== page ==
Fighting the future

A herd of journalism-school deans wrote a predictable but also naive and possibly dangerous — and certainly not strategically forward-thinking — attack on media cross-ownership and the FCC’s loosening of its rules in today’s Times op-ed page.

They argue that the government should regulate local broadcast and make content demands on stations. That’s the dangerous part: government regulating news. The deans acknowledge the peril:

Journalists are instinctively libertarian, at least when it comes to journalism. We like the conversation about journalism and the federal government to begin and end with a robust defense of the First Amendment. That’s why journalists have not been leading participants in the debate over the Federal Communications Commission’s regulation of broadcasting, even though the future of our profession and its public mission is at stake

Yes, they said libertarian, not liberal. I hope that’s their sense of collective irony.

The naive bits are that government — more than companies and editors — should be held accountable for the quality of journalism, and that that broadcast journalism was ever worth a damn. At most and best, radio and TV distilled and read what newspapers published (and, yes, fewer radio stations today bother doing even that). Reporting on TV news has long been defined as covering fires and press conferences. It’s not about investigation. It’s not about a multiplicity of voices. It’s not about holding the powerful to account. It’s about stand-ups. For these deans not to acknowledge that — for them not to hold these stations and their producers and reporters responsible for what they call journalism and demand a higher standard — is itself shocking. That broadcast outlets have smaller staffs is, the deans say, “a real loss for American democracy.” Oh, come on. They’re just more efficient at covering fires. The deans sound like union organizers trying to protect headcount.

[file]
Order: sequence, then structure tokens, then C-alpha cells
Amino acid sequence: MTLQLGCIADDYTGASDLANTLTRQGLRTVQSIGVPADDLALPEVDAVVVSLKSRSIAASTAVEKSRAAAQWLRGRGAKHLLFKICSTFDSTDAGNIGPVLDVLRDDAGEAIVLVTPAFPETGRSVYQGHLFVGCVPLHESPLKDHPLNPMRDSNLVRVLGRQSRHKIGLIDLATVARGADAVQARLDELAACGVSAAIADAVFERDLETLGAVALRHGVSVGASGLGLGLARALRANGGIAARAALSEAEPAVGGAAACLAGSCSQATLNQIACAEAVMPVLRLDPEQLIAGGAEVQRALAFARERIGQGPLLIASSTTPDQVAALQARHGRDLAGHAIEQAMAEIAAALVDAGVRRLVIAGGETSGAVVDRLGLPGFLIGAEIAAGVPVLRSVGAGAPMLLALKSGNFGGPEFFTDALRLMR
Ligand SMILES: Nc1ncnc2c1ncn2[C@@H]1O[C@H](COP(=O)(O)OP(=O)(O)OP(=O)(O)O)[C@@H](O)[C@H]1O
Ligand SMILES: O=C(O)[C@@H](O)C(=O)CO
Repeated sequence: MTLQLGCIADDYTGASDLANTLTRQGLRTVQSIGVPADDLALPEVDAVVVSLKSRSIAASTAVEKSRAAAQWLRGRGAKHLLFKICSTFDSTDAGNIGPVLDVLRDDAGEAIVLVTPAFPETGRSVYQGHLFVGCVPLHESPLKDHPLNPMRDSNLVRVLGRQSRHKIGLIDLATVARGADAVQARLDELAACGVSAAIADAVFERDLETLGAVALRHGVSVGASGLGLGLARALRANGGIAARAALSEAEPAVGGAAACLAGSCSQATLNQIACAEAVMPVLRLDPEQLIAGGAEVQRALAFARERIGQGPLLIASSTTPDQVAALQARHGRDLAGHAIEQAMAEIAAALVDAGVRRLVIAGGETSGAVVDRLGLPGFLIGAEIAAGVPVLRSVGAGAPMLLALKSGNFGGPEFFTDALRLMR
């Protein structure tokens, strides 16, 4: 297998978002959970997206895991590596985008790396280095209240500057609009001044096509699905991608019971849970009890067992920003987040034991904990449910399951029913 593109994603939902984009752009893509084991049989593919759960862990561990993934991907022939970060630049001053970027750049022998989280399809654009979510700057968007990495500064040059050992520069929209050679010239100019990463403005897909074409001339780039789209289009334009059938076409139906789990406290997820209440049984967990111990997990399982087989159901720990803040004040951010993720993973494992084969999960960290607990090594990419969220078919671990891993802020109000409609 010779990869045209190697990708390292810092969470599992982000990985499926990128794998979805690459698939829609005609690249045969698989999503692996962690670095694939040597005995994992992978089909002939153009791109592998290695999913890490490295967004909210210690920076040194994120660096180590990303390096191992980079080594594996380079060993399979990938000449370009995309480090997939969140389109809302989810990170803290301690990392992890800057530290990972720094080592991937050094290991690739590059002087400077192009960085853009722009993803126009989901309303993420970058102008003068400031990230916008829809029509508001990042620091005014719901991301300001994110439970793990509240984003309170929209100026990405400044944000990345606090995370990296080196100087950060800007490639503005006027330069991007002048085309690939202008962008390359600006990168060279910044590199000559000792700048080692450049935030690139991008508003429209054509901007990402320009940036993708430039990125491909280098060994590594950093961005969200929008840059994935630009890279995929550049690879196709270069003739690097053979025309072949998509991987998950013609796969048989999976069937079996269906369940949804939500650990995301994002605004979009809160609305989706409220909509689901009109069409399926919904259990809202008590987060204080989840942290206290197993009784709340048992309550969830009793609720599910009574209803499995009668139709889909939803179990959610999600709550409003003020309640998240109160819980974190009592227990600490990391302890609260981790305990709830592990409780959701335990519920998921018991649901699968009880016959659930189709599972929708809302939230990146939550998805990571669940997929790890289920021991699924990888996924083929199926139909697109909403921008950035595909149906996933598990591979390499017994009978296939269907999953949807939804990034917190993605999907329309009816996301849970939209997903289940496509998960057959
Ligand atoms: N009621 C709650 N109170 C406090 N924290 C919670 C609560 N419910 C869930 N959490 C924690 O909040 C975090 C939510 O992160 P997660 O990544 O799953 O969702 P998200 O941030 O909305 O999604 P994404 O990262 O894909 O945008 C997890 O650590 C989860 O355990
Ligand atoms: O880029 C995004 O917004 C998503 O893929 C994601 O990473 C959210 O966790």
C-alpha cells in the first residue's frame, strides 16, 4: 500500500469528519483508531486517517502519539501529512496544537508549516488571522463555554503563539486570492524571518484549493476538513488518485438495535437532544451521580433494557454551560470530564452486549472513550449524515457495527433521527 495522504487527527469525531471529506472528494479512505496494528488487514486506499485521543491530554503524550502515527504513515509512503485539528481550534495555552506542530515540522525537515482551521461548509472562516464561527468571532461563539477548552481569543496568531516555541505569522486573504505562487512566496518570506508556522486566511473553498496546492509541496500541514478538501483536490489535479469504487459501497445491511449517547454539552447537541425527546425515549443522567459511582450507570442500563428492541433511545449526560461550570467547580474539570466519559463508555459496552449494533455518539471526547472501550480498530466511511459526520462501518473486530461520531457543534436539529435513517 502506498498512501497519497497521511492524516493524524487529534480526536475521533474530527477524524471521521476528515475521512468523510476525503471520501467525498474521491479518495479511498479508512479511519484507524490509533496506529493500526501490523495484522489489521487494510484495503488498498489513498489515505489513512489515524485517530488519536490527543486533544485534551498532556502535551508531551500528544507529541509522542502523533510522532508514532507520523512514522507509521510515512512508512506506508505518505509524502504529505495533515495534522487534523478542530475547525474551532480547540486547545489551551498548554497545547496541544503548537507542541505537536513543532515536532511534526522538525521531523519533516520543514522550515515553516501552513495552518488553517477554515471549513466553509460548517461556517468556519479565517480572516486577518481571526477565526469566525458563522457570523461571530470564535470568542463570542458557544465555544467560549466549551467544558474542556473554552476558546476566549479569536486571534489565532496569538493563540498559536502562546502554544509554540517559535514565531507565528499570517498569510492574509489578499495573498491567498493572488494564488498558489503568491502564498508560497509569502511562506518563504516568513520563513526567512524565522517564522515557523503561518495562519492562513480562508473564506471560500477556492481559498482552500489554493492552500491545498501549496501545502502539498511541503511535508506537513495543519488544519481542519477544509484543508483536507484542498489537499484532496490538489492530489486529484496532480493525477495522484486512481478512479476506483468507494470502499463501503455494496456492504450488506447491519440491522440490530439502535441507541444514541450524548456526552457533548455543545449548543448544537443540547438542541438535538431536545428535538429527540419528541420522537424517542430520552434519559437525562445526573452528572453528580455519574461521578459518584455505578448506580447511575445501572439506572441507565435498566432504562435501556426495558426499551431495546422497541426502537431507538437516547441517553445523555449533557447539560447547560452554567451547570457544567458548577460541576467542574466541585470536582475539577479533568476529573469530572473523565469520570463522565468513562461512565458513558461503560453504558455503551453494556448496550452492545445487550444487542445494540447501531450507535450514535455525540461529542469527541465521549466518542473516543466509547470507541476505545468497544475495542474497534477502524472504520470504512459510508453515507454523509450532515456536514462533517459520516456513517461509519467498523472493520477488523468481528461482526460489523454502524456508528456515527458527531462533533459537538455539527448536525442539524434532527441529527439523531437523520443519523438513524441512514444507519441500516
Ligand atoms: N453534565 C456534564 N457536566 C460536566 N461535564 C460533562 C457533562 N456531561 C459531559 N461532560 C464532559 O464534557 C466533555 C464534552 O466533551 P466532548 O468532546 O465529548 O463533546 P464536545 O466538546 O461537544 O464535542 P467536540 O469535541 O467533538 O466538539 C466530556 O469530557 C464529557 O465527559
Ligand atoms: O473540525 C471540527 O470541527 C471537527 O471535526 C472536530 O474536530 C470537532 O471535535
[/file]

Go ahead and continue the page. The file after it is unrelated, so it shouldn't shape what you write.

What disturbs me more about their op-ed is the lack of acknowledgment of the business realities of our industry: both broadcast and print outlets cannot operate as they have and that is why they need to consider merging — to survive.

But what disturbs me most is the lack of strategic ambition and imagination the deans exhibit. When the Times wrote a similar, knee-jerk editorial the other day decrying media consolidation, I argued that TV news could be improved if it merged with print and vice versa. I’d quite like to see the deans consider the idea that news is now omnimedia and it makes sense to stop separating newsrooms by old limitations of the means of distribution. It makes sense to get both newsrooms to produce the news in new ways. It could only help broadcast newsrooms to get a sense of real reporting and to get the work of hundreds of print journalists with cameras. And it could only help print newsrooms to be forced to think and work across media.

I’d have hoped that the deans would see the possibilities not only for the industry but also for their students. Now is not the time to preserve the past but to reinvent the future.